4.5 out of 5 stars 4,175

A long-buried family secret resurfaces when one of Aloysius Pendergast's most implacable enemies shows up on his doorstep as a murdered corpse. The mystery has all the hallmarks of the perfect murder, save for an enigmatic clue: a piece of turquoise lodged in the stomach of the deceased. The gem leads Pendergast to an abandoned mine on the shore of California's desolate Salton Sea, which in turn propels him on a journey of discovery deep into his family's sinister past.

  • 5 out of 5 stars
  • Did not want it end!

  • By Marvin R. Taylor on 05-08-15

Bizarre, Outlandish, Wonderful Fun

Overall
5 out of 5 stars
Performance
5 out of 5 stars
Story
5 out of 5 stars

Reviewed: 11-18-14

One does begin to wonder how many homicidal billionaires bent on exacting some sort of multi-generational revenge there can realistically be in the world - but of course, if you're a fan of P&C, you're probably pretty comfortable suspending disbelief so you can enjoy the spectacular ride.

As a fan since "The Relic," I found this story really satisfying - a deliciously twisty mystery that takes us from an abandoned resort town in California to the slums of Rio de Janeiro to the basement of the New York Museum of Natural History. And of course all the unusual suspects are here as well: irascible curators, intimidating Brazilian drug lords, exotic poisons, and clues that lead back into the Pendergast family's sinister past...

I've actually read positive reviews of this book by people who haven't read any of the previous entries in the Pendergast series, but it's hard to imagine reading this as a standalone - there are so many favorite characters from previous novels and references to earlier events. Those who have followed the many adventures of Pendergast will be thrilled, though - I certainly was. The best of this series in a long time!

Rene Auberjonois is, as always, marvelous.

15 of 18 people found this review helpful

  • The Wolf's Hour

  • By: Robert R. McCammon
  • Narrated by: Simon Prebble
  • Length: 22 hrs and 18 mins
  • Unabridged
  • Overall
    4.5 out of 5 stars 782
  • Performance
    4.5 out of 5 stars 724
  • Story
    4.5 out of 5 stars 720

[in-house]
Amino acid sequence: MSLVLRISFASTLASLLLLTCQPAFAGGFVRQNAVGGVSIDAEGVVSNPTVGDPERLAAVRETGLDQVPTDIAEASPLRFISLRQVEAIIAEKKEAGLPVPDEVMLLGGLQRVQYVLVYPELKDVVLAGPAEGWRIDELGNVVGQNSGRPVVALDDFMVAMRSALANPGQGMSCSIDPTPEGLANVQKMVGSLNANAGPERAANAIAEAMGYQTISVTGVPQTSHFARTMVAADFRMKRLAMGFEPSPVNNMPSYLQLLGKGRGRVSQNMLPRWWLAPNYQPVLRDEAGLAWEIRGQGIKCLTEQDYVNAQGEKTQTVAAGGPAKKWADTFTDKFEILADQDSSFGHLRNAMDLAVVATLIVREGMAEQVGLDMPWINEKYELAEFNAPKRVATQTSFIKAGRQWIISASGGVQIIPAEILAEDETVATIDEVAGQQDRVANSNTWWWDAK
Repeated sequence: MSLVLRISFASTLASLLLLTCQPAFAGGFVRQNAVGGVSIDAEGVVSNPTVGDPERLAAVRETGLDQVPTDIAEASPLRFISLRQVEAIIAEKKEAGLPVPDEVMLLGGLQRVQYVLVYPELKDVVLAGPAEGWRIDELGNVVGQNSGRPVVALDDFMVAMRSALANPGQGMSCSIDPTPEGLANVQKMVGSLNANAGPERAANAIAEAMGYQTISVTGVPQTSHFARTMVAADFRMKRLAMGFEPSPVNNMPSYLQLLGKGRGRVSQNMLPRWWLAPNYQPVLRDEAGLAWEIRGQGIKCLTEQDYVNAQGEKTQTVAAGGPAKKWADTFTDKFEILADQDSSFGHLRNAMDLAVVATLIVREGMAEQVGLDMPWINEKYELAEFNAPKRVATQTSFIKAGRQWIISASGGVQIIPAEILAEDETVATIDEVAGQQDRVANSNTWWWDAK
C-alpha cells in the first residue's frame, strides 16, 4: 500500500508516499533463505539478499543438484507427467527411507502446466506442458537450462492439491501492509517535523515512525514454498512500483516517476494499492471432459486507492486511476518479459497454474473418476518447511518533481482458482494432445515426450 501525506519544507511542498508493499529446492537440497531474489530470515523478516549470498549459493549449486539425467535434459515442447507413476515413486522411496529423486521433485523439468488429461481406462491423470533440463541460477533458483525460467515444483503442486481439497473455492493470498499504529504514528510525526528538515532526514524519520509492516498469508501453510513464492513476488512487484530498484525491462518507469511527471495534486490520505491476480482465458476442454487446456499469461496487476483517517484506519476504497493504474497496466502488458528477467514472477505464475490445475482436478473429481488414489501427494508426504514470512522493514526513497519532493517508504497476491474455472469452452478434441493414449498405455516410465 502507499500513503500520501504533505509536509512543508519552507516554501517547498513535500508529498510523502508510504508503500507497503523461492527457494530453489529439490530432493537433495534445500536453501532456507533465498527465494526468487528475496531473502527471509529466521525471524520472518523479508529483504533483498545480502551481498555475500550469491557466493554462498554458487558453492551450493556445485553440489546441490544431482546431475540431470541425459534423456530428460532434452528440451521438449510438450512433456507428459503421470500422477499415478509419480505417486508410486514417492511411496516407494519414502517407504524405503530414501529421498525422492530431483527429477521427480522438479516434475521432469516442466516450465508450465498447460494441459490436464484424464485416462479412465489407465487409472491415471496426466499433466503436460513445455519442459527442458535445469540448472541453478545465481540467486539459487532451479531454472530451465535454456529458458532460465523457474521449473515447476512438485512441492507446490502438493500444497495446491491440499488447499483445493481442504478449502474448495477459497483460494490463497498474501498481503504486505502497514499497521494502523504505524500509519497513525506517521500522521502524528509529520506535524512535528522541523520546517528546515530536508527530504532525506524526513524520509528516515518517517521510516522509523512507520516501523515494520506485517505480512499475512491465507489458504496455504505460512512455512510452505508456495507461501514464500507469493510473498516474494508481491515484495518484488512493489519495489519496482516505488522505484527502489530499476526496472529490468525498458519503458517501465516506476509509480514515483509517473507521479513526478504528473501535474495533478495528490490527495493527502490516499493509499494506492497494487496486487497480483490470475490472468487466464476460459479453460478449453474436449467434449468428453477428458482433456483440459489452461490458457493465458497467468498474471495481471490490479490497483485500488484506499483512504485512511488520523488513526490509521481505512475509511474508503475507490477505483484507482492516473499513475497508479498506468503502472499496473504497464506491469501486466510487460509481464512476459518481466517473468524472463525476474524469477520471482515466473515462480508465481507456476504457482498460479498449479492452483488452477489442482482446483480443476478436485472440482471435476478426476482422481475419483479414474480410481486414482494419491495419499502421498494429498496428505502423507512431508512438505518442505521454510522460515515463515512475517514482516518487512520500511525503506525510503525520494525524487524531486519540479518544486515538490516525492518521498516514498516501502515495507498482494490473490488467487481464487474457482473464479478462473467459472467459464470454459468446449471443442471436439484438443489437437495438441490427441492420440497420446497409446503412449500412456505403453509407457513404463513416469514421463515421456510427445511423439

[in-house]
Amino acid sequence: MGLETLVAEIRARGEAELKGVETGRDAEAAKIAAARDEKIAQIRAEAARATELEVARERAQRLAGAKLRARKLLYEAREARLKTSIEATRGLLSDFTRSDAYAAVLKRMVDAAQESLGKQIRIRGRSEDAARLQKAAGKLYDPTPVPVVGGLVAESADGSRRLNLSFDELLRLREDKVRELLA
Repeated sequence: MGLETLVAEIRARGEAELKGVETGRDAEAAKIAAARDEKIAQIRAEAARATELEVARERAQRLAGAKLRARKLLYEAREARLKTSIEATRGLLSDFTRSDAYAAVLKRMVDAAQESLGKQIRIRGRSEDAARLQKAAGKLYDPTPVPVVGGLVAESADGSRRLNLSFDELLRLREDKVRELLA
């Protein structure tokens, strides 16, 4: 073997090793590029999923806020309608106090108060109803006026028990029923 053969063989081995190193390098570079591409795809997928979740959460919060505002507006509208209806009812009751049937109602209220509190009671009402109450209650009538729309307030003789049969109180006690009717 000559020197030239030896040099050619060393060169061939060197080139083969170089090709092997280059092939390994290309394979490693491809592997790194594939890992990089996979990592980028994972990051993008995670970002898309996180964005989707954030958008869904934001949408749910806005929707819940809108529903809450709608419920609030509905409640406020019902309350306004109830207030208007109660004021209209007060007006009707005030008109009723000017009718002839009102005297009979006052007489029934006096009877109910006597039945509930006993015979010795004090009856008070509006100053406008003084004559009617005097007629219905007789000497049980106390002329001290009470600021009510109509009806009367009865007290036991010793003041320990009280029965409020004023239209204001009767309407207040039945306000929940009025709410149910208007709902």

Michael Gallatin is a British spy with a peculiar talent: the ability to transform himself into a wolf. Although his work in North Africa helped the Allies win the continent in the early days of World War II, he quit the service when a German spy shot his lover in her bed. Now, three years later, the army asks him to end his retirement and parachute into occupied Paris. A mysterious German plan called the Iron Fist threatens the D-Day invasion, and the Nazi in charge is the spy who betrayed Michael’s lover. The werewolf goes to France for king and country, hoping for a chance at bloody vengeance.

  • 5 out of 5 stars
  • Engrossing story

  • By LRoger01 on 02-08-15

Can a Story be Insufficiently Ridiculous?

Overall
3 out of 5 stars
Performance
4 out of 5 stars
Story
2 out of 5 stars

Reviewed: 11-11-14

I was really ready to love - or at least like - this book. I like spies, I like historical fiction, I like werewolves, and I think Robert McCammon's Matthew Corbett series is just great. I was absolutely ready to embrace WWII werewolf spies! And then...the story just didn't grab me. I didn't really connect with the main character, and his relationships with other characters in the story were uninteresting.

The werewolf-focused parts of the story were pretty good - even realistic, which may have been part of the problem. McCammon successfully addresses the workaday aspects of being a werewolf. Michael Gallatin is very chill about being a werewolf. I needed some excitement! YOU'RE A WEREWOLF SPY IN WWII. This should be completely off-the-chain crazy, and it's not even as over-the-top as most Bond novels.

Robert McCammon can be very, very good - and he can also be just OK. This is just OK. If you're looking for a straight-ahead, slightly pulpy action story about a werewolf in World War II, you've come to the right place. If you want a really compelling story about a werewolf in World War II, you might have to go write it yourself. And I'll read it if you do!

13 of 16 people found this review helpful

  • Vixen

  • By: Jane Feather
  • Narrated by: Gemma Dawson
  • Length: 14 hrs and 38 mins
  • Unabridged
  • Overall
    4 out of 5 stars 12
  • Performance
    4 out of 5 stars 12
  • Story
    4 out of 5 stars 12

Saddled with Chloe Gresham, his beautiful and irresponsible young ward, Sir Hugo Lattimer, a man driven by dark memories and a tormenting despair, has no intention of caring for her - until he falls in love.

  • 1 out of 5 stars
  • Why? Why did I buy this?

  • By Elkay on 11-11-14

Why? Why did I buy this?

Overall
1 out of 5 stars
Performance
1 out of 5 stars
Story
1 out of 5 stars

Reviewed: 11-11-14

I think I read this in traditional paperback format years ago and I remembered liking it - but I really, really hope that I am misremembering. This was DREADFUL.

I don't mind age differences in romance novels - I actually tend to like that. I don't mind guardian-ward romances. I can handle all the sick sex cult stuff - I'm not saying I condone sick sex cults, I don't, but I can read about them without feeling traumatized for life. I'm not even bothered by the idea that the hero was once in love with the heroine's mother. Nope, all that, I could've taken in stride if there had been ANYTHING romantic about their relationship - but there wasn't.